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What Does a Developmental Specialist Do?

Child Developmental SpecialistFuture educators with a desire to gain the knowledge and skill to work in early childhood and elementary education are likely to consider what a development specialist does when considering possible career paths to pursue. A position as a development specialist requires the ability to perform a number of tasks and the expertise to support children in developing the skills needed to be successful in learning environments.

Requirements and Preparation

Child development specialists will need to have a foundation in working with children, assessing individual needs, creating plans for therapy and academic support, and working with families and other educators in support and supervisory roles. To perform each of these functions, development specialists will most often be required to hold a minimum of a bachelor’s degree in a field such as early childhood education. In addition to the undergraduate education, most schools will desire for candidates to have experience in classroom settings, demonstrated ability to collaborate with parents, and possibly state licensing or professional certifications.

Largely, requirements for beginning a career in child development are dependent on not only individual school districts or agencies but also state stipulations. Additional information on preparing to become a developmental specialist can be found at the National Association for Child Development website.

Working with Children

A developmental specialist can work with children at many ages, but the most common age group is likely to be at the early childhood level, between the ages of birth through five. Much of a specialists job in this area of education is to help promote the acquiring of skills necessary for children to be successful in preparing for school.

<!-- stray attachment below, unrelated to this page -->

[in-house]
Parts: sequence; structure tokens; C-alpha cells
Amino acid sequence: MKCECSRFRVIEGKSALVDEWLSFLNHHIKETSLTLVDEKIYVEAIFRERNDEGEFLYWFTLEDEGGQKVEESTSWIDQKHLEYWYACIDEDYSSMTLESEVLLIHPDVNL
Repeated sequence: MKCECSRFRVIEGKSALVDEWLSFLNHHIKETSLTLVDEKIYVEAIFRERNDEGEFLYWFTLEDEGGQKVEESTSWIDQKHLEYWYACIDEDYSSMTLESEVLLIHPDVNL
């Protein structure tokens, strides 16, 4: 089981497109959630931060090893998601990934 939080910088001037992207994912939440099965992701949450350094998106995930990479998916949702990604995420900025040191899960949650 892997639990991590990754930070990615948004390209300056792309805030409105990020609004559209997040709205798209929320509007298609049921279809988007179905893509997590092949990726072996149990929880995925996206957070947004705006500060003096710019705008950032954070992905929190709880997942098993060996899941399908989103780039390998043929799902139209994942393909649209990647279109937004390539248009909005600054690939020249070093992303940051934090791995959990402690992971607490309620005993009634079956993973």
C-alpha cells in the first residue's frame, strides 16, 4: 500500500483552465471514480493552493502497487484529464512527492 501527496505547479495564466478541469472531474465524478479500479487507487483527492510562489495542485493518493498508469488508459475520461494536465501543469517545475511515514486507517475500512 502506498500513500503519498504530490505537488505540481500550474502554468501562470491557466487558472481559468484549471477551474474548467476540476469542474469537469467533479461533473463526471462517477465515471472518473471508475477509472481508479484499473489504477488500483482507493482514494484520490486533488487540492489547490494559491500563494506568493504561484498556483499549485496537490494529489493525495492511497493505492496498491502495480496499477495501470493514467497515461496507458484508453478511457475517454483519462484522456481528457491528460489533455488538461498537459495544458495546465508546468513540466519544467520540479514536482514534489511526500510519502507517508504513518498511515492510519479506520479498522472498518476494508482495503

First, a developmental specialist will identify if a child has developmental delays that require additional support. These delays could be related to fine motor skills, literacy acquisition, problem solving, and high risk factors such as premature birth, multiple births, and learning disabilities.

After identifying and meeting with children initially, developmental specialists develop plans for helping to encourage and support children in overcoming delays and possible barriers to learning. Finally, specialists must continually assess progress and consider alternative plans for improvement.

Working with Parents and Educators

To work with children at the early childhood level, much of the observation and one-on-one assessment takes place in the home environment. An essential component of the support of children with developmental delays is to also work closely with parents, teachers, paraprofessionals, and other concerned parties in order to help illustrate how to continue to promote growth. Development specialists also often rely on parents to identify areas that need attention.

Career Possibilities

Development specialists might work for a number of different types of organizations. School districts with early childhood education classrooms often hire developmental specialists, and child care centers are also likely to staff professionals in this area. In addition, universities, government agencies, and community resource organizations hire development specialists to work with children, schools, and other related professionals to support learning for all children.

Related Resource: Autistic Support

From assessment to creating plans for skill development in children from ages birth through elementary school, a development specialist is an integral part of the education system. When considering what a development specialist does, the position is designed to give every child an opportunity to learn and grow.

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